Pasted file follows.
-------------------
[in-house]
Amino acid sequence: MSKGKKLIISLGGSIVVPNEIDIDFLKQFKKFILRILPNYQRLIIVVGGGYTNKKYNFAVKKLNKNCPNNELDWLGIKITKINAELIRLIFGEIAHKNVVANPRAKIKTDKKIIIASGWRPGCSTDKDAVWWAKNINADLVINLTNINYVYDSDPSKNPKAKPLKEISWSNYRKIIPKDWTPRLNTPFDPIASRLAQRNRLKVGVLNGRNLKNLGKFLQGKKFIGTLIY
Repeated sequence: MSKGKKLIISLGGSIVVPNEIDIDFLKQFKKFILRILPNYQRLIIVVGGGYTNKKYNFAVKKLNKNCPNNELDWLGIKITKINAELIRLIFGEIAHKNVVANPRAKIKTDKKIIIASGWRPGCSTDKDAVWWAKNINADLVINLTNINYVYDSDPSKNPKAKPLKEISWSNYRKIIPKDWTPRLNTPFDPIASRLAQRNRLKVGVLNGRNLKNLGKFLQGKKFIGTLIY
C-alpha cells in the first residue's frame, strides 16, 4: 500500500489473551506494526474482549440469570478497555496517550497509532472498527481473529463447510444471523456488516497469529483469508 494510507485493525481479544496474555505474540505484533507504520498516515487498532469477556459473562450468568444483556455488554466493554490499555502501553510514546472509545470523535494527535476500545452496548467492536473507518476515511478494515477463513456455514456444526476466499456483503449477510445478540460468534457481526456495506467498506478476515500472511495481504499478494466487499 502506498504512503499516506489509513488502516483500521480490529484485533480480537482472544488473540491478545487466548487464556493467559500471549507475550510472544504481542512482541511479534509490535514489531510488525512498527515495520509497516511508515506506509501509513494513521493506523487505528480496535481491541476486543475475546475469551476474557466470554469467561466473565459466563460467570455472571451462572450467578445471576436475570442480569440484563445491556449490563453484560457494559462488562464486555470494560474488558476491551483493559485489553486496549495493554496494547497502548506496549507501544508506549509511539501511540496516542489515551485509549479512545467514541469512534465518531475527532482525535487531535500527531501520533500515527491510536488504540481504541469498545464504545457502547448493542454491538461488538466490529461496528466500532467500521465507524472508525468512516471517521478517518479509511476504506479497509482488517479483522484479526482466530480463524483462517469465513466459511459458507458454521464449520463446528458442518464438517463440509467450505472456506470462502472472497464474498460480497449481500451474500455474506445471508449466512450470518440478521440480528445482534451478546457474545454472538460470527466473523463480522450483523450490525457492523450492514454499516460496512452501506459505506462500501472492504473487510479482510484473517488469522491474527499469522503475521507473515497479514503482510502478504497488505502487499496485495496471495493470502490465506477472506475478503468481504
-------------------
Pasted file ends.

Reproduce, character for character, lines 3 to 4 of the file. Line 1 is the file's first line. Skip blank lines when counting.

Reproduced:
Repeated sequence: MSKGKKLIISLGGSIVVPNEIDIDFLKQFKKFILRILPNYQRLIIVVGGGYTNKKYNFAVKKLNKNCPNNELDWLGIKITKINAELIRLIFGEIAHKNVVANPRAKIKTDKKIIIASGWRPGCSTDKDAVWWAKNINADLVINLTNINYVYDSDPSKNPKAKPLKEISWSNYRKIIPKDWTPRLNTPFDPIASRLAQRNRLKVGVLNGRNLKNLGKFLQGKKFIGTLIY
C-alpha cells in the first residue's frame, strides 16, 4: 500500500489473551506494526474482549440469570478497555496517550497509532472498527481473529463447510444471523456488516497469529483469508 494510507485493525481479544496474555505474540505484533507504520498516515487498532469477556459473562450468568444483556455488554466493554490499555502501553510514546472509545470523535494527535476500545452496548467492536473507518476515511478494515477463513456455514456444526476466499456483503449477510445478540460468534457481526456495506467498506478476515500472511495481504499478494466487499 502506498504512503499516506489509513488502516483500521480490529484485533480480537482472544488473540491478545487466548487464556493467559500471549507475550510472544504481542512482541511479534509490535514489531510488525512498527515495520509497516511508515506506509501509513494513521493506523487505528480496535481491541476486543475475546475469551476474557466470554469467561466473565459466563460467570455472571451462572450467578445471576436475570442480569440484563445491556449490563453484560457494559462488562464486555470494560474488558476491551483493559485489553486496549495493554496494547497502548506496549507501544508506549509511539501511540496516542489515551485509549479512545467514541469512534465518531475527532482525535487531535500527531501520533500515527491510536488504540481504541469498545464504545457502547448493542454491538461488538466490529461496528466500532467500521465507524472508525468512516471517521478517518479509511476504506479497509482488517479483522484479526482466530480463524483462517469465513466459511459458507458454521464449520463446528458442518464438517463440509467450505472456506470462502472472497464474498460480497449481500451474500455474506445471508449466512450470518440478521440480528445482534451478546457474545454472538460470527466473523463480522450483523450490525457492523450492514454499516460496512452501506459505506462500501472492504473487510479482510484473517488469522491474527499469522503475521507473515497479514503482510502478504497488505502487499496485495496471495493470502490465506477472506475478503468481504